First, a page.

Identifying biases and their potential solutions in human microbiome studies

Microbiome. 2021 May 18;9(1):113. doi: 10.1186/s40168-021-01059-0.


Advances in DNA sequencing technology have vastly improved the ability of researchers to explore the microbial inhabitants of the human body. Unfortunately, while these studies have uncovered the importance of these microbial communities to our health, they often do not result in similar findings. One possible reason for the disagreement in these results is due to the multitude of systemic biases that are introduced during sequence-based microbiome studies. These biases begin with sample collection and continue to be introduced throughout the entire experiment leading to an observed community that is significantly altered from the true underlying microbial composition. In this review, we will highlight the various steps in typical sequence-based human microbiome studies where significant bias can be introduced, and we will review the current efforts within the field that aim to reduce the impact of these biases. Video abstract.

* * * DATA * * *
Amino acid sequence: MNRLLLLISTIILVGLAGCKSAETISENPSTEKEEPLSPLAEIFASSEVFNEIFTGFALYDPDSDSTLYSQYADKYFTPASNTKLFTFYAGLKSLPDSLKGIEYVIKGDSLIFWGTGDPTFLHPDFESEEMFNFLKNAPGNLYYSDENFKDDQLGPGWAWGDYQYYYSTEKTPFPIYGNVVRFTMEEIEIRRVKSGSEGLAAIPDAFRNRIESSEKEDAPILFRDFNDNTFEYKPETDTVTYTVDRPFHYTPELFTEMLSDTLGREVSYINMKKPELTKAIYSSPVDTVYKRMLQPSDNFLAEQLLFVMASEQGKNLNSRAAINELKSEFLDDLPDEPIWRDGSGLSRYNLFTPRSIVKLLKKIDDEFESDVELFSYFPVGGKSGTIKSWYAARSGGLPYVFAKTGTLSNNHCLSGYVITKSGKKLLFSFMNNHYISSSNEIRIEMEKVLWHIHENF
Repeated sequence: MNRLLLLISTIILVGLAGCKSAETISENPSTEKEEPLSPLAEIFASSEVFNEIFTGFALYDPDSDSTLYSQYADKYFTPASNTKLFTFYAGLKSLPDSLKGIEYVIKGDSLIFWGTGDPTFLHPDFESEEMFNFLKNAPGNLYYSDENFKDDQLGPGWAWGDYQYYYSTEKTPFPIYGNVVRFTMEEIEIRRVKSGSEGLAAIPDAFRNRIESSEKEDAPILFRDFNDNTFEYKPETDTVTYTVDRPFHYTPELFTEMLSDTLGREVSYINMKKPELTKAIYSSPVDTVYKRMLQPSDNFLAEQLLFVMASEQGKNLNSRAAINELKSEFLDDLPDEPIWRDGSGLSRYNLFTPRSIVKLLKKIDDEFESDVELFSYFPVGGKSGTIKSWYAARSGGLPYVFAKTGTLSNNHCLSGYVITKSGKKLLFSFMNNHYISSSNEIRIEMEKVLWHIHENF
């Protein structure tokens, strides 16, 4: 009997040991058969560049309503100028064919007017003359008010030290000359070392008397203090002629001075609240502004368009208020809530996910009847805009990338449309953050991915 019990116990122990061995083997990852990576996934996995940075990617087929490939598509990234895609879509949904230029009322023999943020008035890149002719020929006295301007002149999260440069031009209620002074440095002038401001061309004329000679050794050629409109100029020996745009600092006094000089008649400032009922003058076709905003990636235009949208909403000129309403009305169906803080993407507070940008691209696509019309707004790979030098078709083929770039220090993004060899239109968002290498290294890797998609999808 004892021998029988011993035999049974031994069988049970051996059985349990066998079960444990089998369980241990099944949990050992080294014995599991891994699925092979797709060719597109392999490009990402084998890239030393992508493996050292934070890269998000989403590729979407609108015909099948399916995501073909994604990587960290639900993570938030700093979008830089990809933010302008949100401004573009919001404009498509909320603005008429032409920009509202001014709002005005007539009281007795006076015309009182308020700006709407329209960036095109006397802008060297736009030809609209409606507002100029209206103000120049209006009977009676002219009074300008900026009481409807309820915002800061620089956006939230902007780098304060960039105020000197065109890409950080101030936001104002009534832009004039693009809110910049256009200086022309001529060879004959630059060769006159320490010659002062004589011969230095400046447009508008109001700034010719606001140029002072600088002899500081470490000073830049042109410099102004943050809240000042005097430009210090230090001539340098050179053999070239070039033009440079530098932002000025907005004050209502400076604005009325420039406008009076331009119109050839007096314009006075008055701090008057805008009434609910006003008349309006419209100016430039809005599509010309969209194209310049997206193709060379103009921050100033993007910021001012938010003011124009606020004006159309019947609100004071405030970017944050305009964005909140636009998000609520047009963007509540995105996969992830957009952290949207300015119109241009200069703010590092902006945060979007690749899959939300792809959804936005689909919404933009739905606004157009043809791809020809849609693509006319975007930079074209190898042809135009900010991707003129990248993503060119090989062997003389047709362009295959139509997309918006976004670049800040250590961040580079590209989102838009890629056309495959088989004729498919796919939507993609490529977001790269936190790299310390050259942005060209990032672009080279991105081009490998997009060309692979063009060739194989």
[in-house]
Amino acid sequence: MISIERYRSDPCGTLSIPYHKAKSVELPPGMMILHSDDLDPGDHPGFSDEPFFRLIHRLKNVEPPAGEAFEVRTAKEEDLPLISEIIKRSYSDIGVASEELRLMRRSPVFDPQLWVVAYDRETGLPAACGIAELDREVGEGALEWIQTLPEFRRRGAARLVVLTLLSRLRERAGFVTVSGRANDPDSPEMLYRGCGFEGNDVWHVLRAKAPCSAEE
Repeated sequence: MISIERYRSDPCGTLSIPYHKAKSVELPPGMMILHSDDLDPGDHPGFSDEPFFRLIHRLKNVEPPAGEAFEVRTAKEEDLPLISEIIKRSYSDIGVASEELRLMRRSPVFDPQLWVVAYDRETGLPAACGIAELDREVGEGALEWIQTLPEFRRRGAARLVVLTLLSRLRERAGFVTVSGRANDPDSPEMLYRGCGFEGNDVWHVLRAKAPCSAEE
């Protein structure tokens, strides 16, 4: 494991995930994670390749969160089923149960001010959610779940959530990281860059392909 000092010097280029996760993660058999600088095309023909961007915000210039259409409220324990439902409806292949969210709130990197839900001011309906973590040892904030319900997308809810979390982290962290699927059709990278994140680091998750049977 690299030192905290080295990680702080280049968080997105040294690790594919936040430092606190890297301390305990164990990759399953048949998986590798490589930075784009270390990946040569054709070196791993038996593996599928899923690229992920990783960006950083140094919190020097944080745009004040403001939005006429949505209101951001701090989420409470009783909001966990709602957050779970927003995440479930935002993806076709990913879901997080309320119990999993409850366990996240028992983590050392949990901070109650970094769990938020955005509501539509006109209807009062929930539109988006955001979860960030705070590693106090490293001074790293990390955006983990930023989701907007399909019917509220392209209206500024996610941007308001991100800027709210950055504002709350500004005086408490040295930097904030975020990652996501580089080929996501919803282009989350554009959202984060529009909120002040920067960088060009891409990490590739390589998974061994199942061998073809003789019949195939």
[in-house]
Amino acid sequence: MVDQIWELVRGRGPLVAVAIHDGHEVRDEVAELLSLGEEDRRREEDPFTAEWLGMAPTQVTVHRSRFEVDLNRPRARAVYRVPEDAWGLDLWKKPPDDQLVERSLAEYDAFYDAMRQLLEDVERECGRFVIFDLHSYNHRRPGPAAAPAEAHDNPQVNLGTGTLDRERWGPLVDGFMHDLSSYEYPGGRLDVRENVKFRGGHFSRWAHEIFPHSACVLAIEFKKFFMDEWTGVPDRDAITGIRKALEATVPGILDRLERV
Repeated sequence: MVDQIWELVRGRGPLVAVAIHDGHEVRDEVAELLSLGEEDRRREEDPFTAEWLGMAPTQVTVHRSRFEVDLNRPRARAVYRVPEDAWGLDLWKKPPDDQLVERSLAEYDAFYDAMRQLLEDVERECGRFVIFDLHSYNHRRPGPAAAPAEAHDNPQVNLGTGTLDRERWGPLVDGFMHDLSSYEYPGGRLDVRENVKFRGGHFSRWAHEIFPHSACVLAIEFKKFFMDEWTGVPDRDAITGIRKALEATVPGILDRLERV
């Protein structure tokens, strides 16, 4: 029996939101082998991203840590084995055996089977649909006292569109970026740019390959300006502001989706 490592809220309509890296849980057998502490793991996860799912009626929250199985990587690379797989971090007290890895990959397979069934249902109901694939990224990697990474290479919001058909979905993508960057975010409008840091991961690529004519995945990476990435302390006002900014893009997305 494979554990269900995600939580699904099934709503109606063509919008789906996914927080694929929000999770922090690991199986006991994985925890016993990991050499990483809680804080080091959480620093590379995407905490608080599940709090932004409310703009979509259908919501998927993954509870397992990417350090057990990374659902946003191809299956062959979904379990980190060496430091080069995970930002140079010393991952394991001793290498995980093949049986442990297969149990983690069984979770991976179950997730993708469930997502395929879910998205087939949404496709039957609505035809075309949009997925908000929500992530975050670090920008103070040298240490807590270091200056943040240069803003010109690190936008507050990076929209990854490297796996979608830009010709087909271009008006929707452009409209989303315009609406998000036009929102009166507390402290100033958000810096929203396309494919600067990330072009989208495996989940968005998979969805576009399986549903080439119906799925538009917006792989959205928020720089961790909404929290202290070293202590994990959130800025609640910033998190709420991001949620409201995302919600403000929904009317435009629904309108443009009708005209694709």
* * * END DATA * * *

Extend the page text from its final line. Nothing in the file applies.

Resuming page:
PMID:34006335 | DOI:10.1186/s40168-021-01059-0